Shasta releases are now 8000 cfs, with Bend Bridge water temperature near the Red Bluff target of 56°F. In June and July of drought years 2012 and 2013, releases were 11,000-14,000 cfs. However, concern over carryover storage and sustaining cold-water releases through summer has led to a more conservative management strategy in 2016. The cold-water pool in Shasta Reservoir is being rationed to make it through the summer. Flows will rise over the next six weeks to 9,000 or 10,000 cfs to satisfy irrigation demands in the upper river.

Flows in the lower Sacramento River at Wilkins Slough need to be greater than 5000 cfs in summer, if only to keep water temperature down closer to the Basin Plan’s 68°F. Flows are now 3000-4000 cfs, with water temperatures up to 75°F. In dry years 2012 and 2013, flows at Wilkins Slough were 6000-9000 cfs, and water temperatures were cooler, as some of Shasta’s storage was allocated for Delta export. This year’s management strategy to hold back Shasta releases will, if continued, keep both Wilkins Slough flows and Delta exports down.

Delta outflows need to be sustained near 10,000 cfs to keep the low salinity zone and X2 (2 ppt salinity) near Collinsville in eastern Suisun Bay. However, July outflow to the Bay required by water quality standards will be only about 8000 cfs. To help save the last of the two smelt species, 10,000 cfs would be far better.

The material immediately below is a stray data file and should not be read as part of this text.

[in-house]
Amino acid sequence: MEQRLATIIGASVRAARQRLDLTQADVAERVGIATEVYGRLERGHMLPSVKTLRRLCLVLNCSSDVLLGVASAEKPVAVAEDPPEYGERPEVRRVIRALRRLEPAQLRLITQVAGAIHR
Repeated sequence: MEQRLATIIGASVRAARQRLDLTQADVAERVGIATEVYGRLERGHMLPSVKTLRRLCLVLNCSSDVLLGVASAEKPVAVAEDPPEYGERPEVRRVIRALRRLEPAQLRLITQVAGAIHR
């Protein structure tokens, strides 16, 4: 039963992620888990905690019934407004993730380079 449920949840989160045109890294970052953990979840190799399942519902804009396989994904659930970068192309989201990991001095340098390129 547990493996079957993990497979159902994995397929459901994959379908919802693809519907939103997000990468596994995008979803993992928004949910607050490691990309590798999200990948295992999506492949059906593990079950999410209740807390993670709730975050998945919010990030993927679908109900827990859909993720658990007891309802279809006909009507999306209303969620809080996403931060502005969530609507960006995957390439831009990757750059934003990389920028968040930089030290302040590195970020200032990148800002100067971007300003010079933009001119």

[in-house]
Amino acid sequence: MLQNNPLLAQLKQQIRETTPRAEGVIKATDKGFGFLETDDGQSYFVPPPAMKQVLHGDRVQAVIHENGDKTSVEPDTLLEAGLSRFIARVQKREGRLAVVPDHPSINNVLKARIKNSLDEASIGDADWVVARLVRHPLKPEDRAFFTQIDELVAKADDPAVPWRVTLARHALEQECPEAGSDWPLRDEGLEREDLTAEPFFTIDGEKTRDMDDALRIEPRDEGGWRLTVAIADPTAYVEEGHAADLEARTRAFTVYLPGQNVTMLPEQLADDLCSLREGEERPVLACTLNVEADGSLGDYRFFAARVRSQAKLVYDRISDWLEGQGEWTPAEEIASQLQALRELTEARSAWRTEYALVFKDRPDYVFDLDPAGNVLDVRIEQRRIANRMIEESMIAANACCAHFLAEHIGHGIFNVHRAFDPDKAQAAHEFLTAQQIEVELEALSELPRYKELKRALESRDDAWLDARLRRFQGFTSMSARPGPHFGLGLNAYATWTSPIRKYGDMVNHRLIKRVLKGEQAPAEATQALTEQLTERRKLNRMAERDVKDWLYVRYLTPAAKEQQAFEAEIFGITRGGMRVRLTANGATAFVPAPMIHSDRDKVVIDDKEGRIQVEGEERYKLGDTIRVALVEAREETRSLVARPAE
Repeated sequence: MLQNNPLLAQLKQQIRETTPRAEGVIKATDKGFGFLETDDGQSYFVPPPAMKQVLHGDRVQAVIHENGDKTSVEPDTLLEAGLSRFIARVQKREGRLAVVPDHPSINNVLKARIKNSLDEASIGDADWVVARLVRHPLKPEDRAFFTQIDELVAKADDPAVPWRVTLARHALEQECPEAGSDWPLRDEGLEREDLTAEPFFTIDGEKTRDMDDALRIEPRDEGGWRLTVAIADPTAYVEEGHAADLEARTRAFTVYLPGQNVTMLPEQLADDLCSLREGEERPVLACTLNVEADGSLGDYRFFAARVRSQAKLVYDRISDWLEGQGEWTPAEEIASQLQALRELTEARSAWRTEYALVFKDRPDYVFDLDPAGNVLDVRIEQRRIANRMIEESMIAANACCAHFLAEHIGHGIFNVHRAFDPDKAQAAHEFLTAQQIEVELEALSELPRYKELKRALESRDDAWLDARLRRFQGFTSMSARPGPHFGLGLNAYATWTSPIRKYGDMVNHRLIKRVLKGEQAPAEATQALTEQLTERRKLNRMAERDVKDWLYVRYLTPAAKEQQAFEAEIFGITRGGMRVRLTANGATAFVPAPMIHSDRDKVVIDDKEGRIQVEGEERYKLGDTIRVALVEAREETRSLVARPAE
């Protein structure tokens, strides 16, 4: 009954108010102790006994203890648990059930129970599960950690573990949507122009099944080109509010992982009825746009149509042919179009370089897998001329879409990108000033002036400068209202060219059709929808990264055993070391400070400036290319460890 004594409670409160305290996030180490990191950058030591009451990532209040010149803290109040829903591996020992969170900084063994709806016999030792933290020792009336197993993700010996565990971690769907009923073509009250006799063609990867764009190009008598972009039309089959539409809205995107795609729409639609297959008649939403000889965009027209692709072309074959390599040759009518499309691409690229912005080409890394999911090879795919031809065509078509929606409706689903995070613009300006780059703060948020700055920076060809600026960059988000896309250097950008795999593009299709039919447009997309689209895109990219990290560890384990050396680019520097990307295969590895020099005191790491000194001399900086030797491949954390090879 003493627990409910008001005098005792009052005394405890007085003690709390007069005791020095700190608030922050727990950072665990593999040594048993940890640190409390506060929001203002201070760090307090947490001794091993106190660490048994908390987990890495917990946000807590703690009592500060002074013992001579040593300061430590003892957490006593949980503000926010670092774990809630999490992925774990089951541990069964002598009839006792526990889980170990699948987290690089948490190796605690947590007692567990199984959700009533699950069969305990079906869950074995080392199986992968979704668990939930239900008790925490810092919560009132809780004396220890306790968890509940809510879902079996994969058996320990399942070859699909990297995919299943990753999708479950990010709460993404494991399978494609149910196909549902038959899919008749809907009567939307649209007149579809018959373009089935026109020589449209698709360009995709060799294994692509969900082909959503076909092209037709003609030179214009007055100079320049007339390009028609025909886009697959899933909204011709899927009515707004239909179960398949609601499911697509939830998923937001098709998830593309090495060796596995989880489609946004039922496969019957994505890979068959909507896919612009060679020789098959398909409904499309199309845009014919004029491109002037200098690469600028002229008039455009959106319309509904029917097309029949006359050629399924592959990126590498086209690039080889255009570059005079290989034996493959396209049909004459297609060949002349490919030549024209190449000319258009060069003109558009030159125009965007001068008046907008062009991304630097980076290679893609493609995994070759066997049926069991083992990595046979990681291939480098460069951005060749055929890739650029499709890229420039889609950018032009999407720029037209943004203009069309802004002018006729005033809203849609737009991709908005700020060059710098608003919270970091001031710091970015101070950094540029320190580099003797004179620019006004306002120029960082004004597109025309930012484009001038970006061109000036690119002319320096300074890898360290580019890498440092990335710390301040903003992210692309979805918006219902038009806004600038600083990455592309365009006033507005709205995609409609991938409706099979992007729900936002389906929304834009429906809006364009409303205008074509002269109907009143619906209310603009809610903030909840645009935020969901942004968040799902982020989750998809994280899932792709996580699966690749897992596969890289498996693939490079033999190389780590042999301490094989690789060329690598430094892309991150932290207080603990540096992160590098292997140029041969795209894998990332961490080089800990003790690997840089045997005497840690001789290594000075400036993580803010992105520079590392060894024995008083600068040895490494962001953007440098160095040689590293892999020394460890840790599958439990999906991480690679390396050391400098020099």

A reasonable solution is apparent: raise Shasta releases through most of the summer by 2000 cfs to 10,000-12,000 cfs and require that the extra release be passed down the river to and through the Delta. While such a management strategy would benefit the fish, it would decrease Shasta storage by 120,000 acre-ft of water per month. At present, Shasta is 90% full at 4.1 million acre-feet (the cold-water pool volume is about 2.4 maf). At 12,000 cfs, the total Shasta release would rise to 600,000 acre-feet per month, which is about the current total release from Oroville (Feather River) and Folsom (American River) reservoirs. NMFS and USBR have determined that a 10,000 cfs Shasta cold-water release can be sustained through the summer, while a 12,000 cfs release could be problematic. Protests would no doubt come from water users who would want the extra 2000 cfs. But note that of the 20,000 cfs being released today from the three main Sacramento Valley reservoirs, only 8000 cfs is reaching the Bay.1